"The hand that rocks the cradle should also rock the boat." Franka Cadée, ICM President

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ICM President Franka Cadée connects with Midwives' Association around the world, not only in her role with ICM but also in her employed position as the Strategy and Policy Manager with the Royal Dutch Association of Midwives (KNOV), Netherlands. 

In addition to her leadership, advocacy and lobbying skills, Franka is an expert in Twinning in healthcare, with a specific interest in twinning between Midwives. Franka's PhD research into factors that influence successful Twinning will be completed in 2019. Her experience in Twinning has given her a deep understanding of the empowering strength of equity and reciprocity. 

Why did you decide to become a midwife?

I was brought up and have worked in many low, middle and high income countries. My first step to study Anthropology at the London School of Economics and Political Science was, therefore, a logical step. It was through a specialization in Medical Anthropology that I came in touch with birth and midwifery. Becoming a midwife was a life changing event for me. I totally identify myself with being a midwife, it influences every aspect of my life. Because of my understanding of the significance of midwifery for women and our societies worldwide I have become a shameless feminist.

Franka Cadee ICM presdient

 

What issues do you think impact the life of women and their newborns the most in your country?

Worldwide we have one thing in common: the way in which women are treated has a profound impact upon us as women, mothers and world citizens. Without women there is no human life, because we bear life. Women (and midwives being mainly women) and girls have the right to be treated with respect and compassion, during pregnancy, birth and of course in life in general, safety is a part of this. Mistreatment and abuse - either physically or mentally - during birth has a scarring effect not only for the women in question but it has far reaching repercussions for her as a mother, for her child and for our societies. Evidence is showing this effect more clearly now, but I think this is common sense and cannot be taken lightly. I feel passionately about this. The way we treat women at birth as well as the way society treats midwives is a direct reflection of the status of women in general in that society.

What projects currently exist in your country to support women and newborns, and do you think they are working?

In the Netherlands, there is a growing trend towards ‘centering Pregnancy' where women receive care in groups and the midwife or obstetrician has more of a coaching role. The accent of authority is explicitly moved from the care-giver to the pregnant woman. I think this is a very positive development towards real women-centered care.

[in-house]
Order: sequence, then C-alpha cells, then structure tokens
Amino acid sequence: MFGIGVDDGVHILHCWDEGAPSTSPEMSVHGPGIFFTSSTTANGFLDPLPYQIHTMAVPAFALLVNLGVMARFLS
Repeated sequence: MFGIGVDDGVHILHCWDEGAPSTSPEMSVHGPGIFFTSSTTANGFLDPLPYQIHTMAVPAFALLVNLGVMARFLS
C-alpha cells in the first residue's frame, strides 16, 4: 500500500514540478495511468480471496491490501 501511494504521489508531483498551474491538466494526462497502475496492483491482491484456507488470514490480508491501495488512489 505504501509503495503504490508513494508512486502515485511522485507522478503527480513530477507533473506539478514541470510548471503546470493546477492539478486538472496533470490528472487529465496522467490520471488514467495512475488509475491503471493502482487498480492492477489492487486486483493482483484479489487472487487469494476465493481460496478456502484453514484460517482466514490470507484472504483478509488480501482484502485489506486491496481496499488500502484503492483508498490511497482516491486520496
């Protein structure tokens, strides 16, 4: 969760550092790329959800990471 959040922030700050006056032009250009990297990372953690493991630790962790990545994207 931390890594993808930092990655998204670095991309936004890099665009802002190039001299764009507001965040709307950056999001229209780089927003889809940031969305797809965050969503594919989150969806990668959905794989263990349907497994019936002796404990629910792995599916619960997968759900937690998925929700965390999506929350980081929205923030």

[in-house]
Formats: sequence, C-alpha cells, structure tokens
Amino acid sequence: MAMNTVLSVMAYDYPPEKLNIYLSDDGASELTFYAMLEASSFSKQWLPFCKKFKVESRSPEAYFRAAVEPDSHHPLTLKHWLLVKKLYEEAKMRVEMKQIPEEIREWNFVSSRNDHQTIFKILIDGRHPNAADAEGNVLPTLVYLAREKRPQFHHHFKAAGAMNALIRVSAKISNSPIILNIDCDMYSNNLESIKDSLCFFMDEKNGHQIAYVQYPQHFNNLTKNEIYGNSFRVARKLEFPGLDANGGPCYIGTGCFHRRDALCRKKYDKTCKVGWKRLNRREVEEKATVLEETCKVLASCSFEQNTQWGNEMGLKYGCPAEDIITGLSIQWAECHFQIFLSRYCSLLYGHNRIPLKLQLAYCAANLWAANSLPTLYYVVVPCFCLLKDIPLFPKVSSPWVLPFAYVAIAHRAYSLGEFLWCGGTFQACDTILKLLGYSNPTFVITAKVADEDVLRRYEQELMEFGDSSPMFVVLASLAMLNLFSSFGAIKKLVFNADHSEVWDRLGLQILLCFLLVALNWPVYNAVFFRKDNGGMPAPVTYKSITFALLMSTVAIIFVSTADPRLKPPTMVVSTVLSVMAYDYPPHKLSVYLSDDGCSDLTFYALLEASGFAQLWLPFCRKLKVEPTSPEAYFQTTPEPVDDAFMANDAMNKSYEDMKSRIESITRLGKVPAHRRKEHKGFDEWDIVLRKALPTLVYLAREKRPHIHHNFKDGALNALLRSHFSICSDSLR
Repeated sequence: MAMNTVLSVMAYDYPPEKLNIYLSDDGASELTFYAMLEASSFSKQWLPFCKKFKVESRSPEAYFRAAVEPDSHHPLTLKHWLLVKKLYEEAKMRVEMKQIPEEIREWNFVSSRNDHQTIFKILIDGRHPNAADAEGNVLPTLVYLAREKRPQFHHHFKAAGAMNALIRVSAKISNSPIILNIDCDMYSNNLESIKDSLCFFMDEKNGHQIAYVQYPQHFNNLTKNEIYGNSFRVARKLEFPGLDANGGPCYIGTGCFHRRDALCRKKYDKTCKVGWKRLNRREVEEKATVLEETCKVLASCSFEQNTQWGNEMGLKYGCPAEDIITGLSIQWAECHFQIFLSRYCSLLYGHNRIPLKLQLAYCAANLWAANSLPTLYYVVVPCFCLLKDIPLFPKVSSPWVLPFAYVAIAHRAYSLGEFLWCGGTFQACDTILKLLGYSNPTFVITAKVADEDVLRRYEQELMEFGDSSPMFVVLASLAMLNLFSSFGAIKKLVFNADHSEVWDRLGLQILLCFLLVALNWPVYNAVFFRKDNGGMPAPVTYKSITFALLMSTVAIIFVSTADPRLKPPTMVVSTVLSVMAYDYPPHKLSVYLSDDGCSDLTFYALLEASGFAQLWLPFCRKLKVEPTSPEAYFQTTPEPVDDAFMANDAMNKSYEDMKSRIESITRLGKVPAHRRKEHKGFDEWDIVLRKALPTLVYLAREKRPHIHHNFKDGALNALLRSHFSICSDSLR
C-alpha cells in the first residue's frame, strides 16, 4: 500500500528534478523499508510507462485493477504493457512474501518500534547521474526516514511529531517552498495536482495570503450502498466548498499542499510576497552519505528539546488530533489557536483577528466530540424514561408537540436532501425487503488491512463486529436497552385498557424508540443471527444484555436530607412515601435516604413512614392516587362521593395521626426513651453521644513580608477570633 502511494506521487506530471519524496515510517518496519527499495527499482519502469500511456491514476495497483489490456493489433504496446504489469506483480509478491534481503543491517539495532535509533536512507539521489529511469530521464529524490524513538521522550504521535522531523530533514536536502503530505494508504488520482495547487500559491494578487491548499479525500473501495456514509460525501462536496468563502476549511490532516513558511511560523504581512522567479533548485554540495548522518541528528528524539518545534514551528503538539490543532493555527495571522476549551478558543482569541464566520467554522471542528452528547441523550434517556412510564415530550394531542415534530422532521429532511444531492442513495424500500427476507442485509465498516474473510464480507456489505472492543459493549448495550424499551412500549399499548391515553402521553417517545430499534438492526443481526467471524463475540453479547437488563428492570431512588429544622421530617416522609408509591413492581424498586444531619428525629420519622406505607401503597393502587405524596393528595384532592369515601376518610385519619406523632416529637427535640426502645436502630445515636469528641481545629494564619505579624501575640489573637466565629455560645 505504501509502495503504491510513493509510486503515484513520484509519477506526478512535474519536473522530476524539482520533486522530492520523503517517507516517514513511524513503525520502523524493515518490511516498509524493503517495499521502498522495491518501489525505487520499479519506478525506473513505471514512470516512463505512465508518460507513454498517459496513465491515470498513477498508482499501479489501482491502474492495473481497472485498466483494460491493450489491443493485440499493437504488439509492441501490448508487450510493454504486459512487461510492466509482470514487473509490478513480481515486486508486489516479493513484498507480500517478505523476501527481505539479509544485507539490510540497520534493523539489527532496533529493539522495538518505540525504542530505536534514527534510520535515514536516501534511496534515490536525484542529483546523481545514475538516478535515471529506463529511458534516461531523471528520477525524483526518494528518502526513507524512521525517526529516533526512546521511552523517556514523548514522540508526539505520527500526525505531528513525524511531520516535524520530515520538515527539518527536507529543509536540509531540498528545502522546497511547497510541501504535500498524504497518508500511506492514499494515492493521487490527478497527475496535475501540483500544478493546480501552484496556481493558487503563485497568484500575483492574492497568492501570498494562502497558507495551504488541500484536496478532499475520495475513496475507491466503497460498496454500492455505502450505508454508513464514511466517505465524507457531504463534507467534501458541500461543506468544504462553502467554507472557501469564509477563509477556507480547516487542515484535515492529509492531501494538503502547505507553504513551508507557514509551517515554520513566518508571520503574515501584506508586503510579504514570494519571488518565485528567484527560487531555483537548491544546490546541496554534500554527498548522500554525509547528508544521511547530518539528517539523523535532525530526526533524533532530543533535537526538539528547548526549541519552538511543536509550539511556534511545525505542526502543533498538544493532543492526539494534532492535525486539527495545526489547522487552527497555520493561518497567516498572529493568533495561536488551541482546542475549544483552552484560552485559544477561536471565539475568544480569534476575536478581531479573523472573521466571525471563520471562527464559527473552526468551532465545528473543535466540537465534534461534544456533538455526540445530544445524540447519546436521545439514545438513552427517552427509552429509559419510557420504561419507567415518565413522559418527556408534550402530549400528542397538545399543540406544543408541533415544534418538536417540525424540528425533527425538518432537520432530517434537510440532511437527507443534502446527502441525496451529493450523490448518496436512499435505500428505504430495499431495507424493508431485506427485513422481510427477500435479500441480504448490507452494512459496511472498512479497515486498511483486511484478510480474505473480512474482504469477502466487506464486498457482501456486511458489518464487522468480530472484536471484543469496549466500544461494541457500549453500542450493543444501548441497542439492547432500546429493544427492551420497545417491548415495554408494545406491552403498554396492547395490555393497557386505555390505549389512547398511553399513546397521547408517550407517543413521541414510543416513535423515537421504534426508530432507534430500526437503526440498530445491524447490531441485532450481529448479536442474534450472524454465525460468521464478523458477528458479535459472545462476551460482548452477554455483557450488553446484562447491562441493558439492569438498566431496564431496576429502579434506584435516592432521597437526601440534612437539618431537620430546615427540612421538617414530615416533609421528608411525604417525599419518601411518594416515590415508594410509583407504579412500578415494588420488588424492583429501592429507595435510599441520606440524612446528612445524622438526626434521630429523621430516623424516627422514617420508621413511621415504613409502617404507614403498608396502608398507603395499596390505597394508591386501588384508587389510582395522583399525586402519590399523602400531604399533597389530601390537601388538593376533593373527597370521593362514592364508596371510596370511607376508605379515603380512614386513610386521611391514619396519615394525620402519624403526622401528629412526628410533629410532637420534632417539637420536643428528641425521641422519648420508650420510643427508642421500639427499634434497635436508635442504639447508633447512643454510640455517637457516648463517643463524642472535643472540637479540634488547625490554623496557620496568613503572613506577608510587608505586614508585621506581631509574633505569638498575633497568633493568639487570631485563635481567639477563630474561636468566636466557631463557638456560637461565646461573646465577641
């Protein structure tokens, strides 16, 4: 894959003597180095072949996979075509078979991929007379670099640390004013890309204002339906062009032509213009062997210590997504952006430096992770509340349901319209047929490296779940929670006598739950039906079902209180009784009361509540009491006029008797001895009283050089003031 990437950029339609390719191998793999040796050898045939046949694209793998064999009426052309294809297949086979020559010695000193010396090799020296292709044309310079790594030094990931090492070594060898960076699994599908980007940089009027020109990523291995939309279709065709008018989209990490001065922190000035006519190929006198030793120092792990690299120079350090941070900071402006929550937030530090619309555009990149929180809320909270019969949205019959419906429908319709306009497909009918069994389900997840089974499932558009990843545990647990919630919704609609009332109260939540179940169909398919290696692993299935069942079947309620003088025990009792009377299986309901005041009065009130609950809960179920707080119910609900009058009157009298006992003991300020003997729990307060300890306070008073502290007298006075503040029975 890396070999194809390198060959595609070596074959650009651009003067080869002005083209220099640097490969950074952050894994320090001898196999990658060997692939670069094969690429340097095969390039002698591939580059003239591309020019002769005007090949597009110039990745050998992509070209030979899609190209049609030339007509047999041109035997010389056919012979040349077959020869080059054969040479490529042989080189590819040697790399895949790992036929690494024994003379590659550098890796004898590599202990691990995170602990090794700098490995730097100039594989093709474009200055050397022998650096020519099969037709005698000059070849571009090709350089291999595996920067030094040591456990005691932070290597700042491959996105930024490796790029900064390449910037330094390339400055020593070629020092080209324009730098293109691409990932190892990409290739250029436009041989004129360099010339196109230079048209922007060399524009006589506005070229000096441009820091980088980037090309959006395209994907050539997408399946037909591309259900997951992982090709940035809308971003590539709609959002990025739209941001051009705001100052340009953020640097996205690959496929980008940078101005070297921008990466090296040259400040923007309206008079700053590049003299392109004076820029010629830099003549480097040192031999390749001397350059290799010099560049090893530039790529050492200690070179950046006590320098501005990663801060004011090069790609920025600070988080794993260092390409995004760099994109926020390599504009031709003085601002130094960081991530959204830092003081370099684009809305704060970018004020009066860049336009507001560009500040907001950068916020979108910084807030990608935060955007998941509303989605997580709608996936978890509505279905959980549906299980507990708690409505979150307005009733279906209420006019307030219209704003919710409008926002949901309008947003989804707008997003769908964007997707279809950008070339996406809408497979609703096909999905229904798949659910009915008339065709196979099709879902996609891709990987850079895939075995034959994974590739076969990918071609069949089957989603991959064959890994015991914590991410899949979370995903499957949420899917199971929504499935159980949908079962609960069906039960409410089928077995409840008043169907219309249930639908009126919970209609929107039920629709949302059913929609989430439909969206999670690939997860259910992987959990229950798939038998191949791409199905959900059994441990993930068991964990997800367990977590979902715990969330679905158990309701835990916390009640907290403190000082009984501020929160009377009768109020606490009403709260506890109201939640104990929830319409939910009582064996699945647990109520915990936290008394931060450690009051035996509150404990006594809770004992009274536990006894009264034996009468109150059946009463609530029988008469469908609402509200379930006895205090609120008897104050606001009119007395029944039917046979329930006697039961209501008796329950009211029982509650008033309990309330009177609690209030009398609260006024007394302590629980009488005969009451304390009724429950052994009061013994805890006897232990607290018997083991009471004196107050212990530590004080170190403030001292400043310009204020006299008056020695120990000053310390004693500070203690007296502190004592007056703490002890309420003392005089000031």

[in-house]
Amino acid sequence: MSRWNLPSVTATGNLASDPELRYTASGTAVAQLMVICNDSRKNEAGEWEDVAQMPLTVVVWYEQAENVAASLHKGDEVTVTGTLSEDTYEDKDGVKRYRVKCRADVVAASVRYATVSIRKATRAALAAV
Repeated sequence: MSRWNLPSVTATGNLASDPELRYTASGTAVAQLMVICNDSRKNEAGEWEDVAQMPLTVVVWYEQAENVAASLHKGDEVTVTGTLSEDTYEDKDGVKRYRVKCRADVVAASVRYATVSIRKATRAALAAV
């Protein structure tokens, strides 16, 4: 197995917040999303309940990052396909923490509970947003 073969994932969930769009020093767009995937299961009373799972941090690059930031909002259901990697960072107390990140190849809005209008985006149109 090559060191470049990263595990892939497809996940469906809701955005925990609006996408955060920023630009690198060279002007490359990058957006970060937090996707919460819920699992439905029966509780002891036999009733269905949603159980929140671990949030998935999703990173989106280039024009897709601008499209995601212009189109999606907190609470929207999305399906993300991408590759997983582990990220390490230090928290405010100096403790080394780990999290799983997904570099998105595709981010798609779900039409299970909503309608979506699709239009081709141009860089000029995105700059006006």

What could be improved by Governments and the public to save more lives of women and newborns and support midwives in delivering high-quality, respectful maternity care?

I believe governments have the obligation to take the lead by following the evidence about optimal care during pregnancy and birth. By this, I mean anything to do with reproduction, in the widest sense of the concept to ensure healthy future generations.  Governments should explicitly honor and encourage the rights of all people, so also women and girls, to decide over their own body and their own future. 

What do you love most about being a midwife?

I have attended more than 1500 births, two-thirds of these births have been at home because in the Netherlands women have the right to safe home birth.  Being at a birth is I think the most profound thing I have ever experienced - possibly even more than my giving birth to my own three children - because when you attend a birth you become a witness. Seeing a woman trust herself, coping with the greatness of what is happening with her. Knowing that I have the skill, intellectually and emotionally, to guide her.

A good birth does not necessarily mean a home birth, a good birth is a birth where the women decides, and where she receives the right information at the right time to make the right decisions with those she trusts for herself and her baby. This can mean that she might also have a Caesarian Section. Being a witness to this process and standing next to a woman is such a privilege and what I love about being a midwife.

Franka Oma

What progress is happening in your country, region, community or even just in your own professional life that excites you about the future of midwifery?

Worldwide we are increasingly aware of the impact of respectful care and the human rights of women and girls. We understand the connection between care that is “too much, too soon” and “too little, too late”. To be part of the same phenomenon which is that all women have a right to the appropriate care at the appropriate time where they take the lead themselves. I see a movement toward care in the community and a move away from the Biomedical model (where the medical professional stand at the center of care) to a Psycho-social model of care (where the client stands at the center of care). I find this very encouraging.